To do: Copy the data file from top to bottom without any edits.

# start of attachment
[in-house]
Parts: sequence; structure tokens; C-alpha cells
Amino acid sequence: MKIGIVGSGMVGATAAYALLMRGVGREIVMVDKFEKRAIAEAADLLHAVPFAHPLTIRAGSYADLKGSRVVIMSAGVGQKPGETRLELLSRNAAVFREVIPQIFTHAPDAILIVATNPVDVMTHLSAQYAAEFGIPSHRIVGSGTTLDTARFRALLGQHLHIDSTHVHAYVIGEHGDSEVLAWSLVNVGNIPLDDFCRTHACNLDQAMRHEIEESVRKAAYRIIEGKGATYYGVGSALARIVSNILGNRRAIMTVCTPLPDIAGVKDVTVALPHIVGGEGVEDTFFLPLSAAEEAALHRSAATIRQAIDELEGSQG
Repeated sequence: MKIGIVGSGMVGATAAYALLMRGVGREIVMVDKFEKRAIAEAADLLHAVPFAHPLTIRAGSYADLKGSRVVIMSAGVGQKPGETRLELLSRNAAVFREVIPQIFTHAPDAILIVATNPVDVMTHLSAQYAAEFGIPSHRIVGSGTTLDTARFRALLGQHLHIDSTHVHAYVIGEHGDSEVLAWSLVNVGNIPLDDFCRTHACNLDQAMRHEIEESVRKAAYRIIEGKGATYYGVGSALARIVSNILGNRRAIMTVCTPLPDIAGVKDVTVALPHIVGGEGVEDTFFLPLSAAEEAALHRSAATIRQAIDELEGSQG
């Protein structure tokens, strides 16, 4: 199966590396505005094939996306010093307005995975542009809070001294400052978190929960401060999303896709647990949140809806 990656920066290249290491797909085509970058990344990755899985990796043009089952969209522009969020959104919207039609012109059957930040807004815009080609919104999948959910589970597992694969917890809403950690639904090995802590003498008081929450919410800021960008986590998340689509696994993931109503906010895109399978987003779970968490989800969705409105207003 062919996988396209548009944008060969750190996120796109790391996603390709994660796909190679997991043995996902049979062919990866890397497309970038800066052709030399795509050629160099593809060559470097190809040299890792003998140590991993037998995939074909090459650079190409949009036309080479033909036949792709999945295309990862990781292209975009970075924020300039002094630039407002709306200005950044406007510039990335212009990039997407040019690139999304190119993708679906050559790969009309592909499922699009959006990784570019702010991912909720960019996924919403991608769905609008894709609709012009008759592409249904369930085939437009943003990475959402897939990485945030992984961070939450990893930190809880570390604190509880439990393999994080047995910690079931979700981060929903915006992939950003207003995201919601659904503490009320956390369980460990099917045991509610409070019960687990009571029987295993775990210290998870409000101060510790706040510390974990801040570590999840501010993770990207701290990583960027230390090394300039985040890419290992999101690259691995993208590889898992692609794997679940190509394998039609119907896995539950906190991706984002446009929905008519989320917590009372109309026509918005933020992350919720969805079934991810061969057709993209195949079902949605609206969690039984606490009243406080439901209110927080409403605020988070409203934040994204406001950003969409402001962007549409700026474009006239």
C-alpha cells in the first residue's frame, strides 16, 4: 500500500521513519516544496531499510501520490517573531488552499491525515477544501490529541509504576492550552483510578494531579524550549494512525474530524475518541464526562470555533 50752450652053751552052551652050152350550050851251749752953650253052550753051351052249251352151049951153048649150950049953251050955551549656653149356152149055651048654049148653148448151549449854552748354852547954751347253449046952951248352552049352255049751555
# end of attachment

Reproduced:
[in-house]
Parts: sequence; structure tokens; C-alpha cells
Amino acid sequence: MKIGIVGSGMVGATAAYALLMRGVGREIVMVDKFEKRAIAEAADLLHAVPFAHPLTIRAGSYADLKGSRVVIMSAGVGQKPGETRLELLSRNAAVFREVIPQIFTHAPDAILIVATNPVDVMTHLSAQYAAEFGIPSHRIVGSGTTLDTARFRALLGQHLHIDSTHVHAYVIGEHGDSEVLAWSLVNVGNIPLDDFCRTHACNLDQAMRHEIEESVRKAAYRIIEGKGATYYGVGSALARIVSNILGNRRAIMTVCTPLPDIAGVKDVTVALPHIVGGEGVEDTFFLPLSAAEEAALHRSAATIRQAIDELEGSQG
Repeated sequence: MKIGIVGSGMVGATAAYALLMRGVGREIVMVDKFEKRAIAEAADLLHAVPFAHPLTIRAGSYADLKGSRVVIMSAGVGQKPGETRLELLSRNAAVFREVIPQIFTHAPDAILIVATNPVDVMTHLSAQYAAEFGIPSHRIVGSGTTLDTARFRALLGQHLHIDSTHVHAYVIGEHGDSEVLAWSLVNVGNIPLDDFCRTHACNLDQAMRHEIEESVRKAAYRIIEGKGATYYGVGSALARIVSNILGNRRAIMTVCTPLPDIAGVKDVTVALPHIVGGEGVEDTFFLPLSAAEEAALHRSAATIRQAIDELEGSQG
């Protein structure tokens, strides 16, 4: 199966590396505005094939996306010093307005995975542009809070001294400052978190929960401060999303896709647990949140809806 990656920066290249290491797909085509970058990344990755899985990796043009089952969209522009969020959104919207039609012109059957930040807004815009080609919104999948959910589970597992694969917890809403950690639904090995802590003498008081929450919410800021960008986590998340689509696994993931109503906010895109399978987003779970968490989800969705409105207003 062919996988396209548009944008060969750190996120796109790391996603390709994660796909190679997991043995996902049979062919990866890397497309970038800066052709030399795509050629160099593809060559470097190809040299890792003998140590991993037998995939074909090459650079190409949009036309080479033909036949792709999945295309990862990781292209975009970075924020300039002094630039407002709306200005950044406007510039990335212009990039997407040019690139999304190119993708679906050559790969009309592909499922699009959006990784570019702010991912909720960019996924919403991608769905609008894709609709012009008759592409249904369930085939437009943003990475959402897939990485945030992984961070939450990893930190809880570390604190509880439990393999994080047995910690079931979700981060929903915006992939950003207003995201919601659904503490009320956390369980460990099917045991509610409070019960687990009571029987295993775990210290998870409000101060510790706040510390974990801040570590999840501010993770990207701290990583960027230390090394300039985040890419290992999101690259691995993208590889898992692609794997679940190509394998039609119907896995539950906190991706984002446009929905008519989320917590009372109309026509918005933020992350919720969805079934991810061969057709993209195949079902949605609206969690039984606490009243406080439901209110927080409403605020988070409203934040994204406001950003969409402001962007549409700026474009006239």
C-alpha cells in the first residue's frame, strides 16, 4: 500500500521513519516544496531499510501520490517573531488552499491525515477544501490529541509504576492550552483510578494531579524550549494512525474530524475518541464526562470555533 50752450652053751552052551652050152350550050851251749752953650253052550753051351052249251352151049951153048649150950049953251050955551549656653149356152149055651048654049148653148448151549449854552748354852547954751347253449046952951248352552049352255049751555